* Consult your tax advisor

    The Mortgage Process

    Getting a mortgage doesn’t have to be intimidating. Find out how the process works, from getting prepared to closing.

    Explore


  • Trouble Making Payments?

    We have loan modification and refinancing options for homeowners who are behind in payments or facing foreclosure.

    Explore


  • NMLS Consumer Website

    A free service for consumers to confirm the mortgage lender they wish to conduct business with is authorized for their state.

    WHAT WE OFFER

    CUSTOMER SUPPORT

    FOR PARTNERS

    OTHER RESOURCES

    CONTACT US


  • PNC HOME HQ – Decide If the Time Is Right #mortgage #home


    #first time mortgage

    #

    To get the most of this PNC experience,
    we recommend upgrading your browser.

    PURCHASE

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    REFINANCE

    HOME EQUITY LOANS

    MORTGAGE

    HOME EQUITY

    Get Started

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    Home Equity Savings Calculator

    First-Time Home Buyer’s Basics

    For most of us, buying a first home is a dream come true. However, it can also be a lengthy process where potential — and sometimes very costly — pitfalls trap the unprepared buyer. This guide will help you get prepared.

    Decide If the Time Is Right

    How do you know if you’re ready? Making the leap from renter to homeowner is a big decision. For some, renting may be the right choice. Because the “down payment” is most often limited to first and last month deposit, renting can be viewed as cheaper and more flexible in the short-term. Monthly rent payments are also generally “all in” and usually cover all property taxes, homeowners’ association fees and maintenance costs. Plus, renting can offer flexibility should circumstances unexpectedly change.

    For others, however, buying is the right move to make. They’ve reached the point where they feel confident about staying in one place for a while and are established in their jobs with a dependable income. Their debt obligations – such as car loans, student loans and credit card payments – are manageable, and they’re interested in exploring how the traditional benefits of homeownership, like favorable tax treatment* and equity appreciation, can enhance their long term financial prospects. If that sounds like you, this guide will help you assess your current situation and better prepare you for the home-buying process.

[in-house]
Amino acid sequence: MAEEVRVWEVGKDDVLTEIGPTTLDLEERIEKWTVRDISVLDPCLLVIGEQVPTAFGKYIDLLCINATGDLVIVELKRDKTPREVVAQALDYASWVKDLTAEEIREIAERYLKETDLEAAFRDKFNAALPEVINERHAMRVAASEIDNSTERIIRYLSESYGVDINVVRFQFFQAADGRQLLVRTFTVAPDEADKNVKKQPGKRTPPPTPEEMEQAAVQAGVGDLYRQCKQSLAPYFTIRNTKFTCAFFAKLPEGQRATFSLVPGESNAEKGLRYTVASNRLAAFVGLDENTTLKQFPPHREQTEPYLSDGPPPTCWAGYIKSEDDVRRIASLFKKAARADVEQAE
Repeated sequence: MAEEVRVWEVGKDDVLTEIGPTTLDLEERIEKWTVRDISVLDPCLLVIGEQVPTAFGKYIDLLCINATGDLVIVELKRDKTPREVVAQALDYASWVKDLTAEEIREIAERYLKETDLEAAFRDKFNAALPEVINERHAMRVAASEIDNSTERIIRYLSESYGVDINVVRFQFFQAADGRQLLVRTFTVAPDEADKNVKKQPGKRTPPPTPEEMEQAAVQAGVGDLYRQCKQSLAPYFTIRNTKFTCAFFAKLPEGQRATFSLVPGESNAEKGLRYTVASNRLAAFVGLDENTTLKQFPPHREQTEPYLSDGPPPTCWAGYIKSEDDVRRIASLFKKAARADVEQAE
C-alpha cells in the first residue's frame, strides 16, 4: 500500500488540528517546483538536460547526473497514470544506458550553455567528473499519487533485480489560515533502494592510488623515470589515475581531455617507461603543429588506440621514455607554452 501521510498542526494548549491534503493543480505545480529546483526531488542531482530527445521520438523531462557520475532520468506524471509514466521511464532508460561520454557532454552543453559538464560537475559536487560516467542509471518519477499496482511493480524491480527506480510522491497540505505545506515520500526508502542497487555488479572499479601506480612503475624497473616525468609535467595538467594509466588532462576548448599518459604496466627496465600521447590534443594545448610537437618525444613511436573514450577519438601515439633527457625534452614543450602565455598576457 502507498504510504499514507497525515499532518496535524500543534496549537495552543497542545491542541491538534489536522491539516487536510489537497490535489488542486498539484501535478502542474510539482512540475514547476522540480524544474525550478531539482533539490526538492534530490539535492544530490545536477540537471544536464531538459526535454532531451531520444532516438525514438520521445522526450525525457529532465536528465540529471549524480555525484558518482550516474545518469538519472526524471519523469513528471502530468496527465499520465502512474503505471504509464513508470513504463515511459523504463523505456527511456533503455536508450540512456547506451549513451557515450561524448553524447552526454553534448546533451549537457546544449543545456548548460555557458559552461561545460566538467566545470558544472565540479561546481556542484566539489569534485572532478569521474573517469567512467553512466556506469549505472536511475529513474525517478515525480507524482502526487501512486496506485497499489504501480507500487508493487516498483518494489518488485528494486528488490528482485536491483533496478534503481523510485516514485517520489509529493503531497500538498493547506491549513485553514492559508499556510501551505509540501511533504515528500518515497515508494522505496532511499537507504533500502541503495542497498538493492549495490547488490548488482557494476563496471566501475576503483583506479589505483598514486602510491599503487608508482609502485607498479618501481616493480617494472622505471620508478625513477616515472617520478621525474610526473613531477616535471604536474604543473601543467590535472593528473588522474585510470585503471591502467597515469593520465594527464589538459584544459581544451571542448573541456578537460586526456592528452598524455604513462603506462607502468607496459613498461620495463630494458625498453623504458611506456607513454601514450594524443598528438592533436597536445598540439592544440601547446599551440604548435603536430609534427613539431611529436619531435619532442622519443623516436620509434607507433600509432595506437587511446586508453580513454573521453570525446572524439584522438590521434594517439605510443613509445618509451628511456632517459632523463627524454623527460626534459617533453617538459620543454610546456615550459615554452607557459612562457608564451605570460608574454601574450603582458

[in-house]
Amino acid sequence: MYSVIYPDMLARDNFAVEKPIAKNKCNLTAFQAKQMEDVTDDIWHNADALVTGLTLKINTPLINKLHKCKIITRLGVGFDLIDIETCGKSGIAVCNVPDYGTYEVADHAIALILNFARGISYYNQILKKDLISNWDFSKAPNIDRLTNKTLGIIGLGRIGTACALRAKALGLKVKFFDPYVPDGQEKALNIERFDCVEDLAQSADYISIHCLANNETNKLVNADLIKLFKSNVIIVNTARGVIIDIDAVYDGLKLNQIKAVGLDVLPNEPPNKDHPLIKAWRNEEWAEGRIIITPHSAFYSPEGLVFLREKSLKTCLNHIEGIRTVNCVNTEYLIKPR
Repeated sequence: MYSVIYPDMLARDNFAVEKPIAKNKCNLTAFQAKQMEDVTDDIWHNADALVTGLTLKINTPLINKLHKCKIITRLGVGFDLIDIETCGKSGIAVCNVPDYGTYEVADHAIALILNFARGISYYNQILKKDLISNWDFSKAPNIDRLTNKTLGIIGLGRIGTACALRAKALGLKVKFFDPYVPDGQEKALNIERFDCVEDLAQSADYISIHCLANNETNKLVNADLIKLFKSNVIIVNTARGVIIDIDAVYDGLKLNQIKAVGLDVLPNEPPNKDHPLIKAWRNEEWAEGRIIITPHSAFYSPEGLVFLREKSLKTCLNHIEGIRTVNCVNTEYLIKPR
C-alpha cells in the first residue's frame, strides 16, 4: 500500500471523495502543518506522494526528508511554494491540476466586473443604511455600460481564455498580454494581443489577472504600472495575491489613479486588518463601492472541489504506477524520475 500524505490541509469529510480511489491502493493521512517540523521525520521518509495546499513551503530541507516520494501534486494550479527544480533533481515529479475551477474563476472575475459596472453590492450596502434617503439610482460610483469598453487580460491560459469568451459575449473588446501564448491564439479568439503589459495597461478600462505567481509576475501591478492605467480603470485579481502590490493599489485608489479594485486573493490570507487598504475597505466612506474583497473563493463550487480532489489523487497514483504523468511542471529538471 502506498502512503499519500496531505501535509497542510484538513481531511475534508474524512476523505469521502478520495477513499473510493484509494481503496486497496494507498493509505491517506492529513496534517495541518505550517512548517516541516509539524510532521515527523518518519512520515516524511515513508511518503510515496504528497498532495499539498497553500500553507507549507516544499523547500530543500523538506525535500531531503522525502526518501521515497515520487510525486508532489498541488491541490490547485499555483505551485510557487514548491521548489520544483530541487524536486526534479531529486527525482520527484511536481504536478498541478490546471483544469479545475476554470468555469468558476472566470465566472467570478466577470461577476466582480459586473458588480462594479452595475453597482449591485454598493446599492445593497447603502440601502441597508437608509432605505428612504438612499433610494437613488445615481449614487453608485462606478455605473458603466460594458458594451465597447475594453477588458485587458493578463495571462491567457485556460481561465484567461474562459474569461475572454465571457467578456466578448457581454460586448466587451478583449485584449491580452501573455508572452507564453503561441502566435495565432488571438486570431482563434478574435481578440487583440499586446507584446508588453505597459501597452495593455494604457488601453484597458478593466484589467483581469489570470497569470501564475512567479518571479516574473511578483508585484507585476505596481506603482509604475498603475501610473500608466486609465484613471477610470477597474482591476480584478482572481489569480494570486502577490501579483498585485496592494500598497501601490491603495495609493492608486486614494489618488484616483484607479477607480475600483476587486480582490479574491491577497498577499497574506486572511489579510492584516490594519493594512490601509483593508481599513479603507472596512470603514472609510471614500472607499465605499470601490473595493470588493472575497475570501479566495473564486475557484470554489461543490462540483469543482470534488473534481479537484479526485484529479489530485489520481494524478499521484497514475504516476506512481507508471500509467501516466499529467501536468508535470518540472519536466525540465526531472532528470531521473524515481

* Consult your tax advisor

    The Mortgage Process

    Getting a mortgage doesn’t have to be intimidating. Find out how the process works, from getting prepared to closing.

    Explore


  • Trouble Making Payments?

    We have loan modification and refinancing options for homeowners who are behind in payments or facing foreclosure.

    Explore


  • NMLS Consumer Website

    A free service for consumers to confirm the mortgage lender they wish to conduct business with is authorized for their state.

    WHAT WE OFFER

    CUSTOMER SUPPORT

    FOR PARTNERS

    OTHER RESOURCES

    CONTACT US


  • PNC HOME HQ – Decide If the Time Is Right #refinance #mortgage


    #first time mortgage

    #

    To get the most of this PNC experience,
    we recommend upgrading your browser.

    PURCHASE

    REFINANCE

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    REFINANCE

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    MORTGAGE

    HOME EQUITY

    Get Started

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    Home Equity Savings Calculator

    First-Time Home Buyer’s Basics

    For most of us, buying a first home is a dream come true. However, it can also be a lengthy process where potential — and sometimes very costly — pitfalls trap the unprepared buyer. This guide will help you get prepared.

    Decide If the Time Is Right

    How do you know if you’re ready? Making the leap from renter to homeowner is a big decision. For some, renting may be the right choice. Because the “down payment” is most often limited to first and last month deposit, renting can be viewed as cheaper and more flexible in the short-term. Monthly rent payments are also generally “all in” and usually cover all property taxes, homeowners’ association fees and maintenance costs. Plus, renting can offer flexibility should circumstances unexpectedly change.

    For others, however, buying is the right move to make. They’ve reached the point where they feel confident about staying in one place for a while and are established in their jobs with a dependable income. Their debt obligations – such as car loans, student loans and credit card payments – are manageable, and they’re interested in exploring how the traditional benefits of homeownership, like favorable tax treatment* and equity appreciation, can enhance their long term financial prospects. If that sounds like you, this guide will help you assess your current situation and better prepare you for the home-buying process.

    * Consult your tax advisor

    The Mortgage Process

    Getting a mortgage doesn’t have to be intimidating. Find out how the process works, from getting prepared to closing.

    Explore


  • Trouble Making Payments?

    We have loan modification and refinancing options for homeowners who are behind in payments or facing foreclosure.

    Explore


  • NMLS Consumer Website

    A free service for consumers to confirm the mortgage lender they wish to conduct business with is authorized for their state.

    WHAT WE OFFER

    CUSTOMER SUPPORT

    FOR PARTNERS

    OTHER RESOURCES

    CONTACT US